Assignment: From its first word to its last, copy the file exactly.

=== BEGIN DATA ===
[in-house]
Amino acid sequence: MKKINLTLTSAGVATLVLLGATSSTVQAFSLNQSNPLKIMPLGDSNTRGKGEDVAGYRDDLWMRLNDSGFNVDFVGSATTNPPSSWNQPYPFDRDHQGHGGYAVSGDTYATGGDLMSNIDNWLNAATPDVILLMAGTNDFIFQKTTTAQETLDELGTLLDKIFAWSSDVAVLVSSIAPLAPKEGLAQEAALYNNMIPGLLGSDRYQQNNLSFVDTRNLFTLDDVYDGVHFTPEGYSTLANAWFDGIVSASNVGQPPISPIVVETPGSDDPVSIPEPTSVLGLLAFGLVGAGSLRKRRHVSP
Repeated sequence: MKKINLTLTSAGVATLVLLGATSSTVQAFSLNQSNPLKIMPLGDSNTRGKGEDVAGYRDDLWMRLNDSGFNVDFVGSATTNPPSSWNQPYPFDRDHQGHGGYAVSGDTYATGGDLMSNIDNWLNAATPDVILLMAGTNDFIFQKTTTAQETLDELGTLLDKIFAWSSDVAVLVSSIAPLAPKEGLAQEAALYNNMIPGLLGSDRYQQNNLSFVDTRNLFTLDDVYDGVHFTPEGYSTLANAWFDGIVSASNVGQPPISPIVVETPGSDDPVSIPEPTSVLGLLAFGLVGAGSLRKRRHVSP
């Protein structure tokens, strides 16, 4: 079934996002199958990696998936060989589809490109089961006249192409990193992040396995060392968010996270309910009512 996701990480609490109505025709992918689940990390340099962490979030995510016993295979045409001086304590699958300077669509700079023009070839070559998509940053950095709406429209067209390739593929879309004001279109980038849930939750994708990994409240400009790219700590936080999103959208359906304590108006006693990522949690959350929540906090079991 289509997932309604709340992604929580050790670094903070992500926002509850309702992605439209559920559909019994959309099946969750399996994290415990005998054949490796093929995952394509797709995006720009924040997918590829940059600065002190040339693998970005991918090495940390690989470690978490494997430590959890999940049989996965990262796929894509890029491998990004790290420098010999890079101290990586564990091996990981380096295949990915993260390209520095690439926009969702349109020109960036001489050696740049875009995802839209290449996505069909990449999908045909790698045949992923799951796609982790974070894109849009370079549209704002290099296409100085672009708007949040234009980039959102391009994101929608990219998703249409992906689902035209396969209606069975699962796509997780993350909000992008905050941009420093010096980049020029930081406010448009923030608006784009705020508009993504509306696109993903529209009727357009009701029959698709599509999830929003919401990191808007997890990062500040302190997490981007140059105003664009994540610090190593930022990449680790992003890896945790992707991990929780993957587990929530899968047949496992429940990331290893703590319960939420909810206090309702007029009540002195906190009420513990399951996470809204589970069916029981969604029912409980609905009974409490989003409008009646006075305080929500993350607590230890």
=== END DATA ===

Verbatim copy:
[in-house]
Amino acid sequence: MKKINLTLTSAGVATLVLLGATSSTVQAFSLNQSNPLKIMPLGDSNTRGKGEDVAGYRDDLWMRLNDSGFNVDFVGSATTNPPSSWNQPYPFDRDHQGHGGYAVSGDTYATGGDLMSNIDNWLNAATPDVILLMAGTNDFIFQKTTTAQETLDELGTLLDKIFAWSSDVAVLVSSIAPLAPKEGLAQEAALYNNMIPGLLGSDRYQQNNLSFVDTRNLFTLDDVYDGVHFTPEGYSTLANAWFDGIVSASNVGQPPISPIVVETPGSDDPVSIPEPTSVLGLLAFGLVGAGSLRKRRHVSP
Repeated sequence: MKKINLTLTSAGVATLVLLGATSSTVQAFSLNQSNPLKIMPLGDSNTRGKGEDVAGYRDDLWMRLNDSGFNVDFVGSATTNPPSSWNQPYPFDRDHQGHGGYAVSGDTYATGGDLMSNIDNWLNAATPDVILLMAGTNDFIFQKTTTAQETLDELGTLLDKIFAWSSDVAVLVSSIAPLAPKEGLAQEAALYNNMIPGLLGSDRYQQNNLSFVDTRNLFTLDDVYDGVHFTPEGYSTLANAWFDGIVSASNVGQPPISPIVVETPGSDDPVSIPEPTSVLGLLAFGLVGAGSLRKRRHVSP
């Protein structure tokens, strides 16, 4: 079934996002199958990696998936060989589809490109089961006249192409990193992040396995060392968010996270309910009512 996701990480609490109505025709992918689940990390340099962490979030995510016993295979045409001086304590699958300077669509700079023009070839070559998509940053950095709406429209067209390739593929879309004001279109980038849930939750994708990994409240400009790219700590936080999103959208359906304590108006006693990522949690959350929540906090079991 289509997932309604709340992604929580050790670094903070992500926002509850309702992605439209559920559909019994959309099946969750399996994290415990005998054949490796093929995952394509797709995006720009924040997918590829940059600065002190040339693998970005991918090495940390690989470690978490494997430590959890999940049989996965990262796929894509890029491998990004790290420098010999890079101290990586564990091996990981380096295949990915993260390209520095690439926009969702349109020109960036001489050696740049875009995802839209290449996505069909990449999908045909790698045949992923799951796609982790974070894109849009370079549209704002290099296409100085672009708007949040234009980039959102391009994101929608990219998703249409992906689902035209396969209606069975699962796509997780993350909000992008905050941009420093010096980049020029930081406010448009923030608006784009705020508009993504509306696109993903529209009727357009009701029959698709599509999830929003919401990191808007997890990062500040302190997490981007140059105003664009994540610090190593930022990449680790992003890896945790992707991990929780993957587990929530899968047949496992429940990331290893703590319960939420909810206090309702007029009540002195906190009420513990399951996470809204589970069916029981969604029912409980609905009974409490989003409008009646006075305080929500993350607590230890």